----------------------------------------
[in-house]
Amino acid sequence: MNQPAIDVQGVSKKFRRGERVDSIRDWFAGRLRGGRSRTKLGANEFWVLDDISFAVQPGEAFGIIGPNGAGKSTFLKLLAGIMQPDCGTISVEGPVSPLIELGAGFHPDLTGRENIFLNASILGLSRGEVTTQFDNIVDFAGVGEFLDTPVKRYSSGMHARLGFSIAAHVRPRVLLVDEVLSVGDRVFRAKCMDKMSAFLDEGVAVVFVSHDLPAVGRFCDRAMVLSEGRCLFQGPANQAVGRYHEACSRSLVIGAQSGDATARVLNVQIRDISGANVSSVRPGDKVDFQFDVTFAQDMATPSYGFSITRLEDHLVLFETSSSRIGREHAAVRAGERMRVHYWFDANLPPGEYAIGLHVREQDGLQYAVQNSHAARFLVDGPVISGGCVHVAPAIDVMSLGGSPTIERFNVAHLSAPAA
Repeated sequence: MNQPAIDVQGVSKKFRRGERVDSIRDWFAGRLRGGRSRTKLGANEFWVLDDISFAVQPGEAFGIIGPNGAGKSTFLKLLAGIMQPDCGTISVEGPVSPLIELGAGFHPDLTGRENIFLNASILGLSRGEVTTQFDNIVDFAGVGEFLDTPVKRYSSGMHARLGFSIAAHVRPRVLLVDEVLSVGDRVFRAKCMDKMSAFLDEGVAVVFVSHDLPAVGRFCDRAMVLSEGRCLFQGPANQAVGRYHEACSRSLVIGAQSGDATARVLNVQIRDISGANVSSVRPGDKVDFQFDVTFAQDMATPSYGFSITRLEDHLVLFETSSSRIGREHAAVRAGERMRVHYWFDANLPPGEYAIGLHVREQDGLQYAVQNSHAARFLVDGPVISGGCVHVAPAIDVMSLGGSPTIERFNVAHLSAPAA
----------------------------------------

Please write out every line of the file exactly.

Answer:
[in-house]
Amino acid sequence: MNQPAIDVQGVSKKFRRGERVDSIRDWFAGRLRGGRSRTKLGANEFWVLDDISFAVQPGEAFGIIGPNGAGKSTFLKLLAGIMQPDCGTISVEGPVSPLIELGAGFHPDLTGRENIFLNASILGLSRGEVTTQFDNIVDFAGVGEFLDTPVKRYSSGMHARLGFSIAAHVRPRVLLVDEVLSVGDRVFRAKCMDKMSAFLDEGVAVVFVSHDLPAVGRFCDRAMVLSEGRCLFQGPANQAVGRYHEACSRSLVIGAQSGDATARVLNVQIRDISGANVSSVRPGDKVDFQFDVTFAQDMATPSYGFSITRLEDHLVLFETSSSRIGREHAAVRAGERMRVHYWFDANLPPGEYAIGLHVREQDGLQYAVQNSHAARFLVDGPVISGGCVHVAPAIDVMSLGGSPTIERFNVAHLSAPAA
Repeated sequence: MNQPAIDVQGVSKKFRRGERVDSIRDWFAGRLRGGRSRTKLGANEFWVLDDISFAVQPGEAFGIIGPNGAGKSTFLKLLAGIMQPDCGTISVEGPVSPLIELGAGFHPDLTGRENIFLNASILGLSRGEVTTQFDNIVDFAGVGEFLDTPVKRYSSGMHARLGFSIAAHVRPRVLLVDEVLSVGDRVFRAKCMDKMSAFLDEGVAVVFVSHDLPAVGRFCDRAMVLSEGRCLFQGPANQAVGRYHEACSRSLVIGAQSGDATARVLNVQIRDISGANVSSVRPGDKVDFQFDVTFAQDMATPSYGFSITRLEDHLVLFETSSSRIGREHAAVRAGERMRVHYWFDANLPPGEYAIGLHVREQDGLQYAVQNSHAARFLVDGPVISGGCVHVAPAIDVMSLGGSPTIERFNVAHLSAPAA